Homeowner which did not direct or control renovation work granted summary judgment but codefendant who signed the contract for the renovation work, was on the job site every day, and directed the plaintiff to use the defective scaffold and safety belt which caused the accident, denied summary judgment. Codefendant’s was an agent of the owner under Labor Law and had sufficient control of the work to impose a duty under Labor Law and common-law negligence. Abdou v Rampaul
Plaintiff’s motion to strike defendant’s Answer for failure to timely provide medical records denied as delay was not willful or contumacious. Plaintiff’s motion to amend Complaint to include additional dates of treatment denied since the new dates were barred by the statute of limitations. Joseph v Saint Joseph
Defendants made out prima facie entitlement to summary judgment by expert affirmations opining that they did not depart from accepted practice and that the plaintiff’s decedent’s death was not caused by her decubitus ulcers. Plaintiff raised an issue of fact by an expert affirmation opining that there were departures from accepted medical practice with references to excerpts from medical journals, and that these departures were the proximate cause of the plaintiff’s decedent’s injuries and death. Cummings v Brooklyn Hosp. Ctr.
Defendants, neurologist and hospital, made out a prima facie case for summary judgment based on expert affirmations that they did not depart from accepted practice by discontinuing heparin after neurological surgery and not continuing sequential compression stockings but plaintiff raised questions of fact by their expert’s affirmation opining that the plaintiff’s decedent’s condition had not improved sufficiently to discontinue heparin and that the hospital’s employees’ failure to follow the defendant neurologist’s instructions to continue the sequential compression stockings was an independent departure. Memoli v Winthrop-University Hosp.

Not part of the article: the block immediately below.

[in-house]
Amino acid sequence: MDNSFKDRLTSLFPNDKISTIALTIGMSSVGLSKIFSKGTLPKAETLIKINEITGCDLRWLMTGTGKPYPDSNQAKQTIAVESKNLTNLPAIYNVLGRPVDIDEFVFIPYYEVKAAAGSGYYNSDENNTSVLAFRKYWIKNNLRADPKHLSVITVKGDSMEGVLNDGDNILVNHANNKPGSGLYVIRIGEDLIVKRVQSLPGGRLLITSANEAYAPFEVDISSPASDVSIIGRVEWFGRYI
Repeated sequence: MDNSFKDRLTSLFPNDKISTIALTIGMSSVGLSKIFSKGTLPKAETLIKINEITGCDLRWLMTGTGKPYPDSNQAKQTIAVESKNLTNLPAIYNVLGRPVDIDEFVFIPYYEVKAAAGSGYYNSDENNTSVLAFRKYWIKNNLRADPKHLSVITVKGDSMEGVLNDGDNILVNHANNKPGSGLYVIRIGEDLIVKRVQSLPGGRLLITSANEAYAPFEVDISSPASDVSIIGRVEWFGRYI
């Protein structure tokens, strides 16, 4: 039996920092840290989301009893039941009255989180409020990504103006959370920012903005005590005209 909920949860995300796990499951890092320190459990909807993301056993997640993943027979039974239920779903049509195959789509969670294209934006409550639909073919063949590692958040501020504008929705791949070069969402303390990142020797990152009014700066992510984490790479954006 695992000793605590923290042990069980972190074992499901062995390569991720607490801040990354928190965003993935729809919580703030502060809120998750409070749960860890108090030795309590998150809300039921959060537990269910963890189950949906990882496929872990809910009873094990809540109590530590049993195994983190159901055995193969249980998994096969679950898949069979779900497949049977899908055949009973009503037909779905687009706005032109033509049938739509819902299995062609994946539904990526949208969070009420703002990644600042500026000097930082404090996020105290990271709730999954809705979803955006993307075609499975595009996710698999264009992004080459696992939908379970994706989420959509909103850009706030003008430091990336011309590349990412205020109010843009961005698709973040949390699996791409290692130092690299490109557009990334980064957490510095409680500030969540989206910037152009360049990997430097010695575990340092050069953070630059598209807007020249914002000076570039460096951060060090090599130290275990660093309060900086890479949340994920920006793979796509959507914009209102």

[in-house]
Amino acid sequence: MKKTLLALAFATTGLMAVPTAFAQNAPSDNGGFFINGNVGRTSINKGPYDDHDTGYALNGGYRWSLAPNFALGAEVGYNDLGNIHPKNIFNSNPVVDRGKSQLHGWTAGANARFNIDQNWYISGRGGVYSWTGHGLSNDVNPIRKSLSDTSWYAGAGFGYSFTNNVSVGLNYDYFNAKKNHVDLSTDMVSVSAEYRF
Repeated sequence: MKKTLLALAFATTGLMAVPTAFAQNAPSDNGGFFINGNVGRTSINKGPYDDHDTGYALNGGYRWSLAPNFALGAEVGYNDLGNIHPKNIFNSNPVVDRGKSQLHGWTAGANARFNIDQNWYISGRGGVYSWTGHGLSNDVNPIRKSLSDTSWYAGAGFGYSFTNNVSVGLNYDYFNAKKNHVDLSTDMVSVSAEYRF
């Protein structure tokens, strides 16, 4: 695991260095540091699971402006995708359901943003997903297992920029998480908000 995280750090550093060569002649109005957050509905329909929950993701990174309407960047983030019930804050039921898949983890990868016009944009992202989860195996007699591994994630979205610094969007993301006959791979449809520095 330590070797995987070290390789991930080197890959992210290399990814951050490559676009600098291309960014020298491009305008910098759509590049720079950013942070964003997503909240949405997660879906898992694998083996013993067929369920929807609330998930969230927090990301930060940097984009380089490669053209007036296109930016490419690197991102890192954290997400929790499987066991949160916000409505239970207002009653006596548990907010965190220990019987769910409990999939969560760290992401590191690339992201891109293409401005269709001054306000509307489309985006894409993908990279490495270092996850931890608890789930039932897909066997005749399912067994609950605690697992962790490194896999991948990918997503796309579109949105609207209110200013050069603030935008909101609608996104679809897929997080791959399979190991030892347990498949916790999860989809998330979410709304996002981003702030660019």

Treatment facility for drug addiction and mental health accepting referrals from criminal diversion program entitled to summary judgment where patient, discharged for violation of rules involving violence and intoxication, attacked the plaintiff as it owed no duty owed to the plaintiff. Defendant’s duty ceased upon discharge since it no longer had control of the patient. Fact that discharge was on a weekend and defendant did not follow its internal procedures for referring the patient to an interim facility until the diversion program could be notified on the next Monday did not change the result. The facility called the police to escort the intoxicated patient off the premises for the protection of the other residents and could not be said to still have control of the patient who was free to leave at any time. Anthony Oddo v. Queens Village Committee for Mental Health for Jamaica Community Adolescent Program